Gwyneth’s Law (House Bill 2028/Senate Bill 986) will help to train an ever-growing group of citizens in Virginia that will be ready and able to do CPR. According to the bills:
The Board of Education shall include in the Standards of Learning for health instruction in emergency first aid, cardiopulmonary resuscitation, and the use of an automated external defibrillator, including hands-on practice of the skills necessary to perform cardiopulmonary resuscitation. Such instruction shall be based on the current national evidence-based emergency cardiovascular care guidelines for cardiopulmonary resuscitation and the use of an automated external defibrillator, such as a program developed by the American Heart Association or the American Red Cross. No teacher who is in compliance with subdivision D 4 of § 22.1-298.1 shall be required to be certified as a trainer of cardiopulmonary resuscitation to provide instruction for non-certification.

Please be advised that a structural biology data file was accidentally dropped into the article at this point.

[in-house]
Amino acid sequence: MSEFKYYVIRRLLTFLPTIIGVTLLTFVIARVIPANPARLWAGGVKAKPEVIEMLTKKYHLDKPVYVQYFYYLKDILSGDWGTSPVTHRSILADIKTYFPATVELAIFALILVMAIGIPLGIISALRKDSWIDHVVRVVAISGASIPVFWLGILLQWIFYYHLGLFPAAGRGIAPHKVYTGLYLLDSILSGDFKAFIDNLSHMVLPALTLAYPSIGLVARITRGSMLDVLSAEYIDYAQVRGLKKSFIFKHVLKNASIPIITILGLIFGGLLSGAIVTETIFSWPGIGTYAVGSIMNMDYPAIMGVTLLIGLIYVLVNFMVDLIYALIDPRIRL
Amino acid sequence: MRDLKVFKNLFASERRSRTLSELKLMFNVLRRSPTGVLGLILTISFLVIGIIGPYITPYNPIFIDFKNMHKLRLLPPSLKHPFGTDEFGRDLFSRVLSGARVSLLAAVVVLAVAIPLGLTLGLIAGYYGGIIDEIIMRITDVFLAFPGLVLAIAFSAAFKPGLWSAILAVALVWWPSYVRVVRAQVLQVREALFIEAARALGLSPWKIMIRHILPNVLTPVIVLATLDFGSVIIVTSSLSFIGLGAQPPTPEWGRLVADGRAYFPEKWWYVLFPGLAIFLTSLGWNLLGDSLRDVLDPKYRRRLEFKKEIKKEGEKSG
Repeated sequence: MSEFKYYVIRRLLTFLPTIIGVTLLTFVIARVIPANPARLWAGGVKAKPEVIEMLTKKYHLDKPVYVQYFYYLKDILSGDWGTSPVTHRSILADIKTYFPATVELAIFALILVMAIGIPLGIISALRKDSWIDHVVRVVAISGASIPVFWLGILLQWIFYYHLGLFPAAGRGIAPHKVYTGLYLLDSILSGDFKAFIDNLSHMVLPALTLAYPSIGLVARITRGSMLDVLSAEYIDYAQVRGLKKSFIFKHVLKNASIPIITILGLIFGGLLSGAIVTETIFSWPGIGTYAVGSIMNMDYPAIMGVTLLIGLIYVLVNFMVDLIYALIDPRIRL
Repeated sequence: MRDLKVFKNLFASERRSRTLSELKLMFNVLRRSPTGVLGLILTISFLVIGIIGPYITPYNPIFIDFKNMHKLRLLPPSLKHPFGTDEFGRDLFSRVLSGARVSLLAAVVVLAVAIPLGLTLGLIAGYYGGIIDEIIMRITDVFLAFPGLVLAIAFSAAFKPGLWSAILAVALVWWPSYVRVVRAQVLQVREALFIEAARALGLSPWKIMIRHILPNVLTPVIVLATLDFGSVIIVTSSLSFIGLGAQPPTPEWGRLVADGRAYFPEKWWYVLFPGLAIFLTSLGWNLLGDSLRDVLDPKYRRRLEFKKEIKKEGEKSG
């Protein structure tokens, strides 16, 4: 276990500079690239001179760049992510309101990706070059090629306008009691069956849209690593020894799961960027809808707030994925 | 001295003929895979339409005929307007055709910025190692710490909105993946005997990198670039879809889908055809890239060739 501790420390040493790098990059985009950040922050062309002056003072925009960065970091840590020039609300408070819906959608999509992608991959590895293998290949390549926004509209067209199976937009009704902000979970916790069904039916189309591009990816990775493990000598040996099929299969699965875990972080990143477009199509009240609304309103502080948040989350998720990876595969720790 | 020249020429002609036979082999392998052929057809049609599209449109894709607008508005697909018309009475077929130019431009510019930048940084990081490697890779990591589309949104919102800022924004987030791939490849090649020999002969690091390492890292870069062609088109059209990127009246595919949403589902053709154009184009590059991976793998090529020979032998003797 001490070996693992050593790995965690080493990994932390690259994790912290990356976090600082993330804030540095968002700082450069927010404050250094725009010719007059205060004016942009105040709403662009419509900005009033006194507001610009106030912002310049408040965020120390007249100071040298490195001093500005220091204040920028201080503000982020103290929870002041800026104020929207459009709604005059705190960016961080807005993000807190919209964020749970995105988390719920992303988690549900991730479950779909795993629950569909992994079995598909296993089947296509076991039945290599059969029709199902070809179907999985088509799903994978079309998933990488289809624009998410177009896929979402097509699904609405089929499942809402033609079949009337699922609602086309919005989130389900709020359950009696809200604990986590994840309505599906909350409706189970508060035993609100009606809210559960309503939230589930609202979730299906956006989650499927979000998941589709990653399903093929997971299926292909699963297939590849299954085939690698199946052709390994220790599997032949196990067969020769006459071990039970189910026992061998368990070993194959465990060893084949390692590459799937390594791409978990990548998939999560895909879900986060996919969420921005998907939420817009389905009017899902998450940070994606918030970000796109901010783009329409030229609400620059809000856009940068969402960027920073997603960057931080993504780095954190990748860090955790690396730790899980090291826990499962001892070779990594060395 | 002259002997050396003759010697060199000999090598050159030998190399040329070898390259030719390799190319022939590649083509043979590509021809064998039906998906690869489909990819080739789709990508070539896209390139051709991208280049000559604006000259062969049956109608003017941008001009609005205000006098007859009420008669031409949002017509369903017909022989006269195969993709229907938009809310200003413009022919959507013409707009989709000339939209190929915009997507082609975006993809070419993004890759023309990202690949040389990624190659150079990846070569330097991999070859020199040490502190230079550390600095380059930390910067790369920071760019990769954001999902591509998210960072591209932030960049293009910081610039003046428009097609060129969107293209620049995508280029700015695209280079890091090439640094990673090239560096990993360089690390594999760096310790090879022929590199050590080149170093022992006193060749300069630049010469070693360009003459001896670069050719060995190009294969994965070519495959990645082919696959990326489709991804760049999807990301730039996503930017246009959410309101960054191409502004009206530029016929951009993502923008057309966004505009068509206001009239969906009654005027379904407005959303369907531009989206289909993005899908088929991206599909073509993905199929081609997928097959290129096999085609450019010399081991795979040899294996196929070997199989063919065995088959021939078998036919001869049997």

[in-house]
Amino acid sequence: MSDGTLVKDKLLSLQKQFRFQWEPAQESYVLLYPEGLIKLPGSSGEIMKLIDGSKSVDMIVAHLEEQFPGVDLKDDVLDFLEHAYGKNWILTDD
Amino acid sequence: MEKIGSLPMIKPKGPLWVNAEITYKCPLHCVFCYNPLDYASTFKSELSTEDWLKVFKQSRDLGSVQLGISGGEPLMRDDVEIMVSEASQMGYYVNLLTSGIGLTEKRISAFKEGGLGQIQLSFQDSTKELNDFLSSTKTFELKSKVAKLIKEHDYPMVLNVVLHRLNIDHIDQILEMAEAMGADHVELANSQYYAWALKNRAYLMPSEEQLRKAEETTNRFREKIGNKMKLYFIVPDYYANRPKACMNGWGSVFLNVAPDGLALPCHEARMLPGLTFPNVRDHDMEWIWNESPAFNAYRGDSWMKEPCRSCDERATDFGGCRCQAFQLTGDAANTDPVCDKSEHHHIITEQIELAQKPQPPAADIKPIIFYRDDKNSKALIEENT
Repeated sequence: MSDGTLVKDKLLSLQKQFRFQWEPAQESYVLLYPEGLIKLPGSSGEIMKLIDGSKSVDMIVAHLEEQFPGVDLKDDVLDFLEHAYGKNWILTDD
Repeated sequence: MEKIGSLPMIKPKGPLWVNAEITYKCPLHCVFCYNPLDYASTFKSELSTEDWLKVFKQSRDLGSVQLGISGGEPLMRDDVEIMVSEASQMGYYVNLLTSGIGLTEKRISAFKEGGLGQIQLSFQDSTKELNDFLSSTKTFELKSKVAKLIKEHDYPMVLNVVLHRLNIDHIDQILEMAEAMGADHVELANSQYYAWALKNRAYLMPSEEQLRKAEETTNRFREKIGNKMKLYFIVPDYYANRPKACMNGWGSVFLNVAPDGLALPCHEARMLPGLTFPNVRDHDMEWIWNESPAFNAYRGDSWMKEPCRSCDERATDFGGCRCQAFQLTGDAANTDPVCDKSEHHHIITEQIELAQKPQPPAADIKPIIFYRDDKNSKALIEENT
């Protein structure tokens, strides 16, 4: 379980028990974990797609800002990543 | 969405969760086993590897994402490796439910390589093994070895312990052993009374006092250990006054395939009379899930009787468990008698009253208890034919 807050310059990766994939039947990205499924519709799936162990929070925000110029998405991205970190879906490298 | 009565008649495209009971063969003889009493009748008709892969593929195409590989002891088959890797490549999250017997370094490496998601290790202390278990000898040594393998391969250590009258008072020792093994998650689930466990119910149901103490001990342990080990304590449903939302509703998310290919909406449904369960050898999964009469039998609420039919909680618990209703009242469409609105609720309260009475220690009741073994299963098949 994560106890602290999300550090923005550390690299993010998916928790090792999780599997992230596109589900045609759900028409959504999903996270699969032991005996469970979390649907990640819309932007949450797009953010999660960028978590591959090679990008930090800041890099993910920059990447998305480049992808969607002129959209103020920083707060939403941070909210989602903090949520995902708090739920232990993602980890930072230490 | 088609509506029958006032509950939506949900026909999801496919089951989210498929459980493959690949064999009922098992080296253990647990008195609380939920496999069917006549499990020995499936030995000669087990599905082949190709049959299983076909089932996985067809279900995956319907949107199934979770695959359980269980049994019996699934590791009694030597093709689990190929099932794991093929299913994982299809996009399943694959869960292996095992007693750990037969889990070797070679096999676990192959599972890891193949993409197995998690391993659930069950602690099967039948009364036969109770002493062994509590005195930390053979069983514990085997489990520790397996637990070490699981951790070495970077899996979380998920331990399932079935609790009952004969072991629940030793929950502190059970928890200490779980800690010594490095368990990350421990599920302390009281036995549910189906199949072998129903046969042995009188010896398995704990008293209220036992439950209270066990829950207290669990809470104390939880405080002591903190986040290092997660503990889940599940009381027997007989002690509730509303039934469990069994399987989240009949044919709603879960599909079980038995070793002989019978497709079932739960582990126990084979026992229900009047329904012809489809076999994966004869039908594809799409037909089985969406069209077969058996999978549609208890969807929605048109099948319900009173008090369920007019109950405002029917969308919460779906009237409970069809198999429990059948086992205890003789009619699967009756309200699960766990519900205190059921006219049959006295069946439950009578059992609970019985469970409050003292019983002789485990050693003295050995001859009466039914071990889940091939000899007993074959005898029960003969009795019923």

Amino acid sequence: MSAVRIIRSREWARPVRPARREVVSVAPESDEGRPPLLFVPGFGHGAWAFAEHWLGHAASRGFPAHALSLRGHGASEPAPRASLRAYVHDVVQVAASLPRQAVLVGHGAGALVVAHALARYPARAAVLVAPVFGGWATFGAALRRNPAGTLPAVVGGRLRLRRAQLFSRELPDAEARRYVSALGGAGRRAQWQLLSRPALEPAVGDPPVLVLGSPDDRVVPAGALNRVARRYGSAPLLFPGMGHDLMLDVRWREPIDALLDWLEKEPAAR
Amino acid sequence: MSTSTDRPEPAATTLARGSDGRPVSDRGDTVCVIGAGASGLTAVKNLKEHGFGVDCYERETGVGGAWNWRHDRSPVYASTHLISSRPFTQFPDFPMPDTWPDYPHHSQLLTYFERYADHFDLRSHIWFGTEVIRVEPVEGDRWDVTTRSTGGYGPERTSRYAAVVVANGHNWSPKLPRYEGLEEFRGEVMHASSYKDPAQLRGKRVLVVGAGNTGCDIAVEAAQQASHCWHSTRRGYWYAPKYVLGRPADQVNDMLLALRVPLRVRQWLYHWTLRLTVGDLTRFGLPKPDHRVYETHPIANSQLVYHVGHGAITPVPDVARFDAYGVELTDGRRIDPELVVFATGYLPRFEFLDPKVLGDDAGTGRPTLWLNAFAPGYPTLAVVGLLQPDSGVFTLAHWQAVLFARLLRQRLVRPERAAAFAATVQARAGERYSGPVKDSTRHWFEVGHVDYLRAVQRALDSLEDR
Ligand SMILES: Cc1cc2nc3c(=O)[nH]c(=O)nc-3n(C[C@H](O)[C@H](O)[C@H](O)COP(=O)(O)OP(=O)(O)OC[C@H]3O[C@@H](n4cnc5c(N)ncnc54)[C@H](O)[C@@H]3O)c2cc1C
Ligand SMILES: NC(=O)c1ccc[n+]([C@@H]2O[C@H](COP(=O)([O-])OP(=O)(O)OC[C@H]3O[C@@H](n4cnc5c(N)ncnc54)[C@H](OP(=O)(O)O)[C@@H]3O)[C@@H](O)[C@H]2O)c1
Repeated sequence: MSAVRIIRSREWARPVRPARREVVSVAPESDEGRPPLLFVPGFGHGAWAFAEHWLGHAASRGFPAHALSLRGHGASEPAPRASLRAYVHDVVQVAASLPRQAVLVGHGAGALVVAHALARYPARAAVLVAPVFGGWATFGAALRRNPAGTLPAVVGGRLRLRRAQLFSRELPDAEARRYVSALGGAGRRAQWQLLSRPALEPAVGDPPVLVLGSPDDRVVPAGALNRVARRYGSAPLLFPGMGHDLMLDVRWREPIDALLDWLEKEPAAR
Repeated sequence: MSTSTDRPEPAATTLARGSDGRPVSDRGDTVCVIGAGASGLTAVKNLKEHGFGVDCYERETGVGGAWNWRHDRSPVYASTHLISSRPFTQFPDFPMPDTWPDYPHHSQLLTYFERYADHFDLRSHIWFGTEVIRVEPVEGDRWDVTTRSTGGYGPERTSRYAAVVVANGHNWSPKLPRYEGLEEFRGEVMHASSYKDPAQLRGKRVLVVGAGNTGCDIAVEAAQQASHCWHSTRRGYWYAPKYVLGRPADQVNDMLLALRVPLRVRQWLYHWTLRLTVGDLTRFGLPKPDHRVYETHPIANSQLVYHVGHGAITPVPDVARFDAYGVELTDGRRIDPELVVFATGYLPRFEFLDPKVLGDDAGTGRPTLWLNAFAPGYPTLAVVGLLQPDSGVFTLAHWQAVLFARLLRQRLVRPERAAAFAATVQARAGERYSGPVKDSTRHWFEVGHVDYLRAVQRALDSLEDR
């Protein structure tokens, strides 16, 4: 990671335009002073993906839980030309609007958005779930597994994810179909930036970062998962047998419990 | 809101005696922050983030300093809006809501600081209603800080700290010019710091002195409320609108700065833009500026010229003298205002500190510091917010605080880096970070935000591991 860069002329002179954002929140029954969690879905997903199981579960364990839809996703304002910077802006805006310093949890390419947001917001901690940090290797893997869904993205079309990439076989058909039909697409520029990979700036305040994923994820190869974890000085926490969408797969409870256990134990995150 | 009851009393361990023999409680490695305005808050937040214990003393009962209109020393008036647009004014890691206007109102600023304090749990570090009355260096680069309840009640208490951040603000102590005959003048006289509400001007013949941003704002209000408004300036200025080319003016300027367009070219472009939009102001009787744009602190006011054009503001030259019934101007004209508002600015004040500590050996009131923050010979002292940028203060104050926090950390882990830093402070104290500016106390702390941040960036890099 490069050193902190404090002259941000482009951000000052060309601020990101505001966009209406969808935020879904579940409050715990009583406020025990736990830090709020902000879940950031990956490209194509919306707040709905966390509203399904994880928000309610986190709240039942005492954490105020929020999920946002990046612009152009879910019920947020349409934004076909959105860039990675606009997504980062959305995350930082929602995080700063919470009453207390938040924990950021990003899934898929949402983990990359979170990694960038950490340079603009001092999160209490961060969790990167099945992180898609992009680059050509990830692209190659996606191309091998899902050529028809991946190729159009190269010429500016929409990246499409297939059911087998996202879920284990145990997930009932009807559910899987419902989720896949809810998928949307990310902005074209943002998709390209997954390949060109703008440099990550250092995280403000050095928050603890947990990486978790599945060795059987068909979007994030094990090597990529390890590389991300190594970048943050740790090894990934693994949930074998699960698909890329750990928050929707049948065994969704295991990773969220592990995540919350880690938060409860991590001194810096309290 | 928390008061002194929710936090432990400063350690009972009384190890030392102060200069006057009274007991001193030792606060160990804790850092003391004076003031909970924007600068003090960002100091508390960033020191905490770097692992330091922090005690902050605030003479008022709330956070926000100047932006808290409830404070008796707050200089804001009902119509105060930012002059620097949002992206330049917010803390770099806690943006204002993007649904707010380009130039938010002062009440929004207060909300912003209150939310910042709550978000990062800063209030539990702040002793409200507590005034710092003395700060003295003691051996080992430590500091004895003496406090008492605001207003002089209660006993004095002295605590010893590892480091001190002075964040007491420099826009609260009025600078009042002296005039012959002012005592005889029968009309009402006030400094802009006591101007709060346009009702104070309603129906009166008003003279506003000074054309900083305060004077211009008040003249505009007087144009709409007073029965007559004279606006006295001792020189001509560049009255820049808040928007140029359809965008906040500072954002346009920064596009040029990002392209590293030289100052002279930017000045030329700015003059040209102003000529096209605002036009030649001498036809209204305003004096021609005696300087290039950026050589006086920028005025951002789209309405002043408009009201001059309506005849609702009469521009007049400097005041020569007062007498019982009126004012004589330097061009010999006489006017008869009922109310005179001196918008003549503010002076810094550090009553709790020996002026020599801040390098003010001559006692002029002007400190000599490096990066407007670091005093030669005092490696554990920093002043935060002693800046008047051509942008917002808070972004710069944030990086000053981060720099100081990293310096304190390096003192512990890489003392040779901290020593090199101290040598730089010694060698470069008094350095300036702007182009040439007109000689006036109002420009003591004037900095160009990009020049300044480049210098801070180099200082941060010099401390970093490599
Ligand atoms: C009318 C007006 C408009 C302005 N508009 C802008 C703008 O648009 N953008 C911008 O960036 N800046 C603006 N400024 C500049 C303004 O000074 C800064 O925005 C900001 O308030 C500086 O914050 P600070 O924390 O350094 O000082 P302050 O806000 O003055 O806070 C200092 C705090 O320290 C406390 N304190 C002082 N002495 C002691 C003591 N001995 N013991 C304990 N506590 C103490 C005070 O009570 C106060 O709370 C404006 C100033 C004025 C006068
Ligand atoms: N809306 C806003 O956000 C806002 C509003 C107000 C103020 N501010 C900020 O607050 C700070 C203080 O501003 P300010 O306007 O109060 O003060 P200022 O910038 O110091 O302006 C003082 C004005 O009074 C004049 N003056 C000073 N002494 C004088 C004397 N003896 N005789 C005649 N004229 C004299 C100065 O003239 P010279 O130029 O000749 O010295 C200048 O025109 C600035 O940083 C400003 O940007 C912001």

Beginning with first-time ninth grade students in the 2016-2017 school year, requirements for the standard and advanced diplomas shall include a requirement to be trained in emergency first aid, cardiopulmonary resuscitation, and the use of automated external defibrillators, including hands-on practice of the skills necessary to perform cardiopulmonary resuscitation.
The Board shall make provision in its regulations for students with disabilities to earn a standard diploma.
The law was nicknamed for Gwyneth Griffin. It came about after the death last summer of 12-year-old Gwyneth Griffin. Born with a heart defect, she went into cardiac arrest at A.G. Wright Middle School in Stafford. She got no CPR or first aid until rescue crews arrived nearly 10 minutes later.
Gwyneth died not from the cardiac arrest, but from the lack of oxygen to her brain while she waited for help.